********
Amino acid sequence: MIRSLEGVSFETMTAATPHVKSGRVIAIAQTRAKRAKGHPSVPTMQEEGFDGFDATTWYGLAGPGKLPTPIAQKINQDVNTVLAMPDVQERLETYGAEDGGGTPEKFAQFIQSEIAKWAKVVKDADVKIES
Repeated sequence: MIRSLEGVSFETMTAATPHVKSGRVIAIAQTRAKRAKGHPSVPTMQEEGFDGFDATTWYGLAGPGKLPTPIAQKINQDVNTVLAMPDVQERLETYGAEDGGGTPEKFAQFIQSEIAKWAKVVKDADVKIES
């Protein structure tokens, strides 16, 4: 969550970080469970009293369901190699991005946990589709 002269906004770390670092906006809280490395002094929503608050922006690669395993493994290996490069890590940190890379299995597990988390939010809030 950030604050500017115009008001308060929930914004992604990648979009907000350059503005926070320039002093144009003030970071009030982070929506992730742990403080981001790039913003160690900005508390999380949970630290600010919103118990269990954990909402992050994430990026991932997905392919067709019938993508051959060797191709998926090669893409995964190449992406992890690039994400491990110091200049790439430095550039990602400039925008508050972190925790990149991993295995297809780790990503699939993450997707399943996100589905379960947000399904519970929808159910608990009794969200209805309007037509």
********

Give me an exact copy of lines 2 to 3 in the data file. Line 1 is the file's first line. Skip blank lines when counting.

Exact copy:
Repeated sequence: MIRSLEGVSFETMTAATPHVKSGRVIAIAQTRAKRAKGHPSVPTMQEEGFDGFDATTWYGLAGPGKLPTPIAQKINQDVNTVLAMPDVQERLETYGAEDGGGTPEKFAQFIQSEIAKWAKVVKDADVKIES
């Protein structure tokens, strides 16, 4: 969550970080469970009293369901190699991005946990589709 002269906004770390670092906006809280490395002094929503608050922006690669395993493994290996490069890590940190890379299995597990988390939010809030 950030604050500017115009008001308060929930914004992604990648979009907000350059503005926070320039002093144009003030970071009030982070929506992730742990403080981001790039913003160690900005508390999380949970630290600010919103118990269990954990909402992050994430990026991932997905392919067709019938993508051959060797191709998926090669893409995964190449992406992890690039994400491990110091200049790439430095550039990602400039925008508050972190925790990149991993295995297809780790990503699939993450997707399943996100589905379960947000399904519970929808159910608990009794969200209805309007037509």